We liked Part I of this section of The History of the Village of Small Huts that we went back for more. Read More
Confederation Part I: Confederation and Riel (part of The History of the Village of Small Huts) Live at Soulpepper Tuesday July 11, 2017
1988, 2017, Cabaret, Dramedy, Historical Drama, History, Live Theatre, Tableau, and Theatre.
This is the second staging of a 1988 set of two 1-act plays which are part of the 21 1-act play cycle, The History of the Village of Small Huts, performed by Video Cabaret, a troupe that uses tableau and total darkness to give essentially soundbite snippets of Canadian history. I can honestly say I have never seen anything like it. Read More
I don’t normally like Assayas, but I found this film more effective than the others films of his I’ve seen. Read More
This documentary starts off as a PSA or apologia for casting directors. However, it improves quickly when it narrows its focus to Marion Dougherty and one other director. There are lots of interviews with famous Hollywood stars and it’s interesting to know how some of these people got their first film roles. The film is very much a TV documentary and feels a little too much like an advocacy film for casting directors, but it’s reasonably informative and interesting and worth your time if you’re into Hollywood. 6/10 Read More
To some, Billy Budd was the greatest English-language opera ever written when it premiered, to a few its even the greatest English-language opera ever. (To those people I say, have you ever heard of John Adams? But anyway…) I did not love it when I first heard it, for any number of reasons, the biggest being that Britten’s music is entirely too conservative for me. I do like a few of his pieces but, for the most part, I prefer my 20th century music a little more interesting than Britten. But I will say this live production from 2010 (filmed Read More
Unbeknownst to me, this is based on the same novel as one of my favourite comedies of all time, Kind Hearts and Coronets. I have not seen that movie in sometime, though the plot (and the gimmick) was still quite familiar. This is a funny show. But it’s a safe show, especially for a show about a man who murders multiple relatives. I haven’t seen the film in a long, long time, but one of the things I loved about it at the time was its black comedy, utterly shocking for 1949. Though my memory of the film is hardly Read More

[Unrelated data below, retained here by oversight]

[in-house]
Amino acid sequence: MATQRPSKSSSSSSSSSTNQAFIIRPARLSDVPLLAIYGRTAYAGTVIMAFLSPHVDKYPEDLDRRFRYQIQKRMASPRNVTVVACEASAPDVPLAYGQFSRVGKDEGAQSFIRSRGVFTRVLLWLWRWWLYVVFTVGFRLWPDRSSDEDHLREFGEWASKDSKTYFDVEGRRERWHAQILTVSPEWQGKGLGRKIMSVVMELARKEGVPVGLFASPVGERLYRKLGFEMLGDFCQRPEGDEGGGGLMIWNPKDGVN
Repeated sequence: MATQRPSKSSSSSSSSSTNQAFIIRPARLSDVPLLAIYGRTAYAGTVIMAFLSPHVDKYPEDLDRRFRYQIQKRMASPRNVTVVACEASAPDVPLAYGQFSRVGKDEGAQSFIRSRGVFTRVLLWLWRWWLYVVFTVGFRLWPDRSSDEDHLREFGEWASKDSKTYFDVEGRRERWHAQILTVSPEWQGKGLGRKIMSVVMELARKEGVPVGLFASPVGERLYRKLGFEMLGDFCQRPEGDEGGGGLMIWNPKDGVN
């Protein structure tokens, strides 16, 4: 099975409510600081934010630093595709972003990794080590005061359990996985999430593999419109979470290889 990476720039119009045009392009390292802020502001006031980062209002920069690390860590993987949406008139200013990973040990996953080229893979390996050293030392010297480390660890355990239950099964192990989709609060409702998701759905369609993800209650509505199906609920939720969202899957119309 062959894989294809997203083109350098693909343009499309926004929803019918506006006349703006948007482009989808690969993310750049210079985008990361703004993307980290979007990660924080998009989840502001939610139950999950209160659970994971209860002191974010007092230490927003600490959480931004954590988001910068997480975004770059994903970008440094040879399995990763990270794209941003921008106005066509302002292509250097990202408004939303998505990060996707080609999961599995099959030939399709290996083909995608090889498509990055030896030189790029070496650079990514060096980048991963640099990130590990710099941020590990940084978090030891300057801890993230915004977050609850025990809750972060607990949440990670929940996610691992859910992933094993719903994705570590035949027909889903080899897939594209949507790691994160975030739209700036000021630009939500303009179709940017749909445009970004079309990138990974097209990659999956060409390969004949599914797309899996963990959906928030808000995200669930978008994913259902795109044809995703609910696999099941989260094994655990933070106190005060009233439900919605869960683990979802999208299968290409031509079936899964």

I haven’t read the novel (I gather it’s one of Maugham’s lesser regarded works) but I feel like the edge that I have always felt in his writing is present here, which is no small accomplishment. Benning gives a bravura performance in the title role (though everybody’s good) and the production design is excellent. But it’s all a little All Above Eve. 7/10 Read More
This is an inventive, meta musical that’s entertaining enough to make me think I need to re-watch Singing in the Rain. But it still suffers from the usual Golden Age of Hollywood nonsense: mild, easy, humour, musical numbers that don’t really fit the plot, a relationship between two people completely the wrong age for each other and so forth. And it has a rather awful moral: the people want easy entertainment, not art, and they’re right. And can someone tell me why so many of these old musicals insist on portraying a stage show and then doing things in front Read More
1888, 2005, 2015, Chamber Opera, Drama, Live Theatre, Modernism, Naturalism, Opera, Serialism, and Theatre.
This is a 2005 chamber opera based on the 1888 play Miss Julie by August Strindberg. I have never read Strindberg, and I don’t know if I’ve read much naturalist literature or drama, so this was a new experience for me. The staging and direction are fantastic – they’ve decided to stage the pay in some weird alternate reality where the time isn’t entirely clear (are they in 1888 Sweden or are they somewhere else entirely?) and there are odd things in the kitchen, such as a tire and a giant pipe. The storm in the middle of the opera Read More